Belated sequels can be tricky things. While Zoolander wasn’t Ben Stiller’s star-maker, it’s safe to say it’s one of his most beloved incarnations. As a film it’s far from perfect, but comedy is a tough gig, especially comedy features, which fail as often as not. It’s an incredibly tough balancing act to get right, and even then you have to hope to catch the public zeitgeist. That’s not always an immediate thing. The Big Lebowski, for example, was initially dismissed as a throwaway hangover following the success of Fargo. Anchorman is another word of mouth example. Perhaps improbably Zoolander has acquired similar status, whether it’s actually worth it or not. But fifteen years is a long time, and this sequel’s rush-release a week ahead of schedule doesn’t bode well.
Stiller directs again, and the results are pained. For nearly an hour the film is glaringly, worryingly short on laughs. Hell, more than that, it’s just plain bad. Alarm bells start ringing from the get-go, as a Rome chase sequence reveals Justin Beiber, who is gunned down only moments later. It’s unfortunate for the filmmakers, perhaps, that Beiber has had something of a career u-turn in the past few months. But even so, the sequence is messy and pinpointing the joke is, like a lot of what follows, almost totally futile.
Overtly aware of the decade-and-a-half that’s passed, we’re then treated to a lot of horrendously packaged exposition. The kind even Southland Tales would be ashamed of. Having laboriously brought us up to speed, Zoolander 2 takes on the tentative appearance of an espionage spoof, albeit one that raises the question; is something a spoof if it’s not even funny?
Derek Zoolander (Stiller) is living in isolation following the death of his wife Matilda (Christine Taylor) and the subsequent loss of his son. Hansel (Owen Wilson) is also off the grid, having sustained a scar on his face for which he holds Derek to blame. Billy Zane ensnares them in a lazily sketched mystery, drawing them both to Rome, where Penelope Cruz’s Valentia joins the mix as an Interpol agent (from the fashion division, obviously).
Cue a mire of placeholder scenes more interested in catching the audience up and using the first flick as a crutch than actually developing anything of merit whatsoever. For a while, too long, Zoolander 2 seems content to observe how odd or silly the modern world is from the gaze of two has-beens, yet feels woefully out of step with the times it mocks, as though the film’s creators aren’t even sure what’s fashionable. Like an unfathomably inept riff on Austin Powers.
Things get considerably worse when Derek is reunited with his son, Derek Jr. (Cyrus Arnold); a slew of fat jokes strongly suggest the movie has found the bottom of that barrel it’s been scraping. In all this drudgery only the cameos raise a faint smile (Benedict Cumberbatch is deliciously odd, though the mockery of his character is again dismally behind the times, better still is Keifer Sutherland who takes a game shot at stealing the entire film). But when cameos are your lifeline, you’re in pretty serious trouble.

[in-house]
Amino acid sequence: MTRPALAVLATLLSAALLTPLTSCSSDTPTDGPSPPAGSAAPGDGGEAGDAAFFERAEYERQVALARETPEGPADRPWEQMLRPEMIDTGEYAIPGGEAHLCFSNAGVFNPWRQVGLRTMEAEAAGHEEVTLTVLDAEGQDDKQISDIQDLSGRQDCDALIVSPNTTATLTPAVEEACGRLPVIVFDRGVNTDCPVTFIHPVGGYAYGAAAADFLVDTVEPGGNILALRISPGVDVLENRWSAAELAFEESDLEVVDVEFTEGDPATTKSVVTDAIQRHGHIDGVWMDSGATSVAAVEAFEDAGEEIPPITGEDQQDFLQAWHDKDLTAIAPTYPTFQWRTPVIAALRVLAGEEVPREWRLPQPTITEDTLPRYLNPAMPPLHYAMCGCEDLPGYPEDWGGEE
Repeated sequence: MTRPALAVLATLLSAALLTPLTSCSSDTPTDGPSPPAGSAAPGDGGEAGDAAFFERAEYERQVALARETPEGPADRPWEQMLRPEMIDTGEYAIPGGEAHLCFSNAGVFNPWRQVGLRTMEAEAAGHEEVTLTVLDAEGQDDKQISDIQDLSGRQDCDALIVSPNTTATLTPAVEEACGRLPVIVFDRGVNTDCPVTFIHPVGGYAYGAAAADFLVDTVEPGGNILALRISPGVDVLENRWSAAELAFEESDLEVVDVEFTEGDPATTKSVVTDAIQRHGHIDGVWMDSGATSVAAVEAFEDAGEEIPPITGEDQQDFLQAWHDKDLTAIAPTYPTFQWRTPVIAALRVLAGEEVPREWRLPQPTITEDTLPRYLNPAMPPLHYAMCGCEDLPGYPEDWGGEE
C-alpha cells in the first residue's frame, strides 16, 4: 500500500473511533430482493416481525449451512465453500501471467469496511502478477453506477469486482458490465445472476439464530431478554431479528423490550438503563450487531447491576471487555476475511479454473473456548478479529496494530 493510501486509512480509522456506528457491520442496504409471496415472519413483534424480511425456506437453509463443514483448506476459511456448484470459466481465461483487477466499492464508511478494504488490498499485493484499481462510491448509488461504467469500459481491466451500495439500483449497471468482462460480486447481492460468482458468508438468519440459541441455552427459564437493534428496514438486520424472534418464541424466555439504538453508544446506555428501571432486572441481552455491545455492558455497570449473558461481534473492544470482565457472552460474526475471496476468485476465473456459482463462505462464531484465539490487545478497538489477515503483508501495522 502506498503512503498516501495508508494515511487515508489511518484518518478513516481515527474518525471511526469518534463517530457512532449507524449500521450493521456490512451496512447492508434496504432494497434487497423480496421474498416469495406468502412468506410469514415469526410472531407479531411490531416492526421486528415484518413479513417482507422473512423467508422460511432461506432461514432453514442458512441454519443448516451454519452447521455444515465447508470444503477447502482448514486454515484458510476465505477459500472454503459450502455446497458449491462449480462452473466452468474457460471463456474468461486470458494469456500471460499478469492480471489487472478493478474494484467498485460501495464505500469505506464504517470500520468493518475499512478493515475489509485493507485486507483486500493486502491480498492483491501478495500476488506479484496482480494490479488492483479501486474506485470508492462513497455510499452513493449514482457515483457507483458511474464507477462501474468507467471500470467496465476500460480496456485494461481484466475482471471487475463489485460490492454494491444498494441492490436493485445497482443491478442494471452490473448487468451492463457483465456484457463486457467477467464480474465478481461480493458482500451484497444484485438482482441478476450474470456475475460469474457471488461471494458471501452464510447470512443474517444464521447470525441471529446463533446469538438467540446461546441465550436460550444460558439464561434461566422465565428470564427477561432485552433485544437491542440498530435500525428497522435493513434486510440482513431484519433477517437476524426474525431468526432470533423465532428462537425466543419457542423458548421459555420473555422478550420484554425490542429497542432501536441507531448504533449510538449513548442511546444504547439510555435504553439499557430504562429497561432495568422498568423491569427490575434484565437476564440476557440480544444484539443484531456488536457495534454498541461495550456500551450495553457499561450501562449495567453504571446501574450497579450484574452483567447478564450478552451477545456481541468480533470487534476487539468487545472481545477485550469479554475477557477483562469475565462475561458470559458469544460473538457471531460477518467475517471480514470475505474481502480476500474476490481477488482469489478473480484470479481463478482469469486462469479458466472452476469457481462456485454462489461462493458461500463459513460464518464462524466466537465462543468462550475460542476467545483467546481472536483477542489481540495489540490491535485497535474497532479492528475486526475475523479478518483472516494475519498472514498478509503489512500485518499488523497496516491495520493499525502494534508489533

But then… Then Will Ferrell turns up, reprising his role as villainous Mugatu, now held in a Bondian fortress following his botched attempt to assassinate the Malaysian prime minister in film one. With Stiller and Wilson sporting fake boners at Cruz’s expense (somehow she makes it out of this with her dignity more or less in tact), I was ready to throw in the towel, but Ferrell marks a welcome gear-shift in Zoolander 2 as everything just goes batshit crazy.
How crazy? Remember the “I’m bliiiiiind!” section of Anchorman 2 with the pet shark? Well if you weren’t a fan of that level of insanity, you’re going to struggle, as everything gets very surreal from here on out. Zoolander 2 goes from plodding to flat-out crazy in the space of about five minutes, upping the entertainment factor considerably. The exact levels of daftness I’m reticent to comment on, as what follows amounts to a commendable attempt to rescue a sinking ship. It’s not that it becomes laugh-out-loud funny (I’m not sure I did so once), more than the off-the-wall looniness creates a kind of pleasant delirium. This is what the inside of Derek’s brain must be like.
And so, against the odds, it’s almost a salvage job. Yet Stiller seems to have unlearned what filmmaking skills he had. Zoolander 2 is uncomfortable to look at it’s so ugly. Almost half the film seems to be made up of close-ups. The whole thing is a confused mess, penned by committee with, of all people, The Leftovers‘ Justin Theroux taking lead writing credit (he wrote Iron Man 2, so there’s that – set expectations accordingly).
The lunacy of the second half buoys the film up just enough to get the audience through, but in the aftermath there’s little to look back fondly on save for the carnival of bizarre situations instigated by Ferrell’s character (including a prison cell for Derek Jr. that would give Willy Wonka nightmares).
I wondered whether maybe, just maybe, this was all a clever send-up of the Bond/Mission: Impossible franchises and their ilk. A comment on their inherent stupidity and adolescent wish-fulfilment. But that doesn’t hold up to scrutiny either. Like Zoolander himself, Stiller’s film is simply an empty vessel, one that ultimately mocks how fucking pointless it all is.
Eleventh hour self-deprecation is a flimsy way to end a routine, but the all-out gusto of it in this instance verges on commendable. Briefly you’re reminded why you loved Achorman and Zoolander in the first place. Sometimes it’s enough for something to simply be profoundly silly. Zoolander 2 takes too damned long to remember that, and it’s misses are more memorable than it’s hits. A third shot now seems quite blissfully unlikely.